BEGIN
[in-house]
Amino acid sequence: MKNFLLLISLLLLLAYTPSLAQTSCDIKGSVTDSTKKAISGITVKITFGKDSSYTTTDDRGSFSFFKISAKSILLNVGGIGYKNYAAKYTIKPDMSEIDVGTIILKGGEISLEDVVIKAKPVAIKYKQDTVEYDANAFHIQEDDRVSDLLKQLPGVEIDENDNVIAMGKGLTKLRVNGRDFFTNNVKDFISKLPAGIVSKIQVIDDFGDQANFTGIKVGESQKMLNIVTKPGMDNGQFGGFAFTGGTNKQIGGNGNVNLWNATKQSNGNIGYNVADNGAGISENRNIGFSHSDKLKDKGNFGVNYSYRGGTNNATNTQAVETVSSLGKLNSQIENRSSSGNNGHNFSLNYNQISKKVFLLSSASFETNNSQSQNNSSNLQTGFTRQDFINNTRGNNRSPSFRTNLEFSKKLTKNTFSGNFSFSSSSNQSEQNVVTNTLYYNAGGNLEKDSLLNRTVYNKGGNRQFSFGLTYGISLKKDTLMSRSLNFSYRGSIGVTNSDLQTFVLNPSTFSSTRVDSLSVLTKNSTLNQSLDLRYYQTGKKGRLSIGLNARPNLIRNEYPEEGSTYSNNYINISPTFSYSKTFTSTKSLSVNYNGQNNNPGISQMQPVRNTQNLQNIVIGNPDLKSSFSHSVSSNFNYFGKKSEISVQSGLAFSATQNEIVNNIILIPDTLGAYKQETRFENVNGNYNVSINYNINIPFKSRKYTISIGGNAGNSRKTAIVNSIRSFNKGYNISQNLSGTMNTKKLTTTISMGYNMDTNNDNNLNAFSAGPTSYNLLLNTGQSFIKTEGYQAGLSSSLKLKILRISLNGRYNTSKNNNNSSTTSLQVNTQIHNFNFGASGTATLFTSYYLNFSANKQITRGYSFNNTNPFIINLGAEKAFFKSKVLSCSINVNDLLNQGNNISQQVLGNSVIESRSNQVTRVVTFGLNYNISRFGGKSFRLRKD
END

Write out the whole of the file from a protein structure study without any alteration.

[in-house]
Amino acid sequence: MKNFLLLISLLLLLAYTPSLAQTSCDIKGSVTDSTKKAISGITVKITFGKDSSYTTTDDRGSFSFFKISAKSILLNVGGIGYKNYAAKYTIKPDMSEIDVGTIILKGGEISLEDVVIKAKPVAIKYKQDTVEYDANAFHIQEDDRVSDLLKQLPGVEIDENDNVIAMGKGLTKLRVNGRDFFTNNVKDFISKLPAGIVSKIQVIDDFGDQANFTGIKVGESQKMLNIVTKPGMDNGQFGGFAFTGGTNKQIGGNGNVNLWNATKQSNGNIGYNVADNGAGISENRNIGFSHSDKLKDKGNFGVNYSYRGGTNNATNTQAVETVSSLGKLNSQIENRSSSGNNGHNFSLNYNQISKKVFLLSSASFETNNSQSQNNSSNLQTGFTRQDFINNTRGNNRSPSFRTNLEFSKKLTKNTFSGNFSFSSSSNQSEQNVVTNTLYYNAGGNLEKDSLLNRTVYNKGGNRQFSFGLTYGISLKKDTLMSRSLNFSYRGSIGVTNSDLQTFVLNPSTFSSTRVDSLSVLTKNSTLNQSLDLRYYQTGKKGRLSIGLNARPNLIRNEYPEEGSTYSNNYINISPTFSYSKTFTSTKSLSVNYNGQNNNPGISQMQPVRNTQNLQNIVIGNPDLKSSFSHSVSSNFNYFGKKSEISVQSGLAFSATQNEIVNNIILIPDTLGAYKQETRFENVNGNYNVSINYNINIPFKSRKYTISIGGNAGNSRKTAIVNSIRSFNKGYNISQNLSGTMNTKKLTTTISMGYNMDTNNDNNLNAFSAGPTSYNLLLNTGQSFIKTEGYQAGLSSSLKLKILRISLNGRYNTSKNNNNSSTTSLQVNTQIHNFNFGASGTATLFTSYYLNFSANKQITRGYSFNNTNPFIINLGAEKAFFKSKVLSCSINVNDLLNQGNNISQQVLGNSVIESRSNQVTRVVTFGLNYNISRFGGKSFRLRKD